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ASU Electronic Theses and Dissertations


This collection includes most of the ASU Theses and Dissertations from 2011 to present. ASU Theses and Dissertations are available in downloadable PDF format; however, a small percentage of items are under embargo. Information about the dissertations/theses includes degree information, committee members, an abstract, supporting data or media.

In addition to the electronic theses found in the ASU Digital Repository, ASU Theses and Dissertations can be found in the ASU Library Catalog.

Dissertations and Theses granted by Arizona State University are archived and made available through a joint effort of the ASU Graduate College and the ASU Libraries. For more information or questions about this collection contact or visit the Digital Repository ETD Library Guide or contact the ASU Graduate College at gradformat@asu.edu.




In the last 15 years, there has been a significant increase in the number of motor neural prostheses used for restoring limb function lost due to neurological disorders or accidents. The aim of this technology is to enable patients to control a motor prosthesis using their residual neural pathways (central or peripheral). Recent studies in non-human primates and humans have shown the possibility of controlling a prosthesis for accomplishing varied tasks such as self-feeding, typing, reaching, grasping, and performing fine dexterous movements. A neural decoding system comprises mainly of three components: (i) sensors to record neural signals, (ii) an algorithm …

Contributors
Padmanaban, Subash, Greger, Bradley, Santello, Marco, et al.
Created Date
2017

Electrical neural activity detection and tracking have many applications in medical research and brain computer interface technologies. In this thesis, we focus on the development of advanced signal processing algorithms to track neural activity and on the mapping of these algorithms onto hardware to enable real-time tracking. At the heart of these algorithms is particle filtering (PF), a sequential Monte Carlo technique used to estimate the unknown parameters of dynamic systems. First, we analyze the bottlenecks in existing PF algorithms, and we propose a new parallel PF (PPF) algorithm based on the independent Metropolis-Hastings (IMH) algorithm. We show that the …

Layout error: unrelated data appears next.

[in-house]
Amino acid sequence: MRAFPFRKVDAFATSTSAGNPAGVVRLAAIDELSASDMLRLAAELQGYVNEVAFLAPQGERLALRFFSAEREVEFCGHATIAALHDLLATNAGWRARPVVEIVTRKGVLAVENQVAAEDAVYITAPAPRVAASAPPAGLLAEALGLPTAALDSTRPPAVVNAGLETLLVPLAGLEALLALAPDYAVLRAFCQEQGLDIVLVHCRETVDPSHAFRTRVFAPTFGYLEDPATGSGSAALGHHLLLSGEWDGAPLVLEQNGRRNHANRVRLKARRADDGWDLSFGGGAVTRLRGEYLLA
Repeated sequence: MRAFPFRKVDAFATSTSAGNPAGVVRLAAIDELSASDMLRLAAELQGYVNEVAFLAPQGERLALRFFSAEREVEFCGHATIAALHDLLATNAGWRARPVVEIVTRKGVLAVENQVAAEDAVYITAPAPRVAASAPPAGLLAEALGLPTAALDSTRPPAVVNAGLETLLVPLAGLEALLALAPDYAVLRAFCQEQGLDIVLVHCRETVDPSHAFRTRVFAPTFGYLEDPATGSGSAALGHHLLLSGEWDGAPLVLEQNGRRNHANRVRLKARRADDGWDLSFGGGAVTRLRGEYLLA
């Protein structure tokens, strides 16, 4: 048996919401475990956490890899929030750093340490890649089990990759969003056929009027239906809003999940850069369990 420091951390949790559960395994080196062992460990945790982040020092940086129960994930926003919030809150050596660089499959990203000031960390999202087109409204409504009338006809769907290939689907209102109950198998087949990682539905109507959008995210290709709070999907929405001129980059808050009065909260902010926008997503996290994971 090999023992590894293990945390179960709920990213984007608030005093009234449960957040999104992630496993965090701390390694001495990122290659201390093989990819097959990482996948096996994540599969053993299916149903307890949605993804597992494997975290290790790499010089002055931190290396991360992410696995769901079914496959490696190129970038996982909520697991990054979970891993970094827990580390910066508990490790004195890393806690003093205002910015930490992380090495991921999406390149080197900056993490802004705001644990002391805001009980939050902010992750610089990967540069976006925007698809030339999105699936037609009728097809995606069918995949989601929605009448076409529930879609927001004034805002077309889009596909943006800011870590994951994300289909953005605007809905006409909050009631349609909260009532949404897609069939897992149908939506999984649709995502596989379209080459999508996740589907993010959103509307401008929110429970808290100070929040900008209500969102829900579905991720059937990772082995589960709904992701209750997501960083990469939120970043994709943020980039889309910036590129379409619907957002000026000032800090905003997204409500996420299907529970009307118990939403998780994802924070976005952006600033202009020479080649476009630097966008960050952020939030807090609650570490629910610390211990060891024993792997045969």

Contributors
Miao, Lifeng, Chakrabarti, Chaitali, Papandreou-Suppappola, Antonia, et al.
Created Date
2013

The use of electromyography (EMG) signals to characterize muscle fatigue has been widely accepted. Initial work on characterizing muscle fatigue during isometric contractions demonstrated that its frequency decreases while its amplitude increases with the onset of fatigue. More recent work concentrated on developing techniques to characterize dynamic contractions for use in clinical and training applications. Studies demonstrated that as fatigue progresses, the EMG signal undergoes a shift in frequency, and different physiological mechanisms on the possible cause of the shift were considered. Time-frequency processing, using the Wigner distribution or spectrogram, is one of the techniques used to estimate the instantaneous …

Contributors
Austin, Hiroko, Papandreou-Suppappola, Antonia, Kovvali, Narayan, et al.
Created Date
2012

Research on developing new algorithms to improve information on brain functionality and structure is ongoing. Studying neural activity through dipole source localization with electroencephalography (EEG) and magnetoencephalography (MEG) sensor measurements can lead to diagnosis and treatment of a brain disorder and can also identify the area of the brain from where the disorder has originated. Designing advanced localization algorithms that can adapt to environmental changes is considered a significant shift from manual diagnosis which is based on the knowledge and observation of the doctor, to an adaptive and improved brain disorder diagnosis as these algorithms can track activities that might …

Contributors
Michael, Stefanos, Papandreou-Suppappola, Antonia, Chakrabarti, Chaitali, et al.
Created Date
2012

The increased risk of falling and the worse ability to perform other daily physical activities in the elderly cause concern about monitoring and correcting basic everyday movement. In this thesis, a Kinect-based system was designed to assess one of the most important factors in balance control of human body when doing Sit-to-Stand (STS) movement: the postural symmetry in mediolateral direction. A symmetry score, calculated by the data obtained from a Kinect RGB-D camera, was proposed to reflect the mediolateral postural symmetry degree and was used to drive a real-time audio feedback designed in MAX/MSP to help users adjust themselves to …

Contributors
Zhou, Henghao, Turaga, Pavan, Ingalls, Todd, et al.
Created Date
2016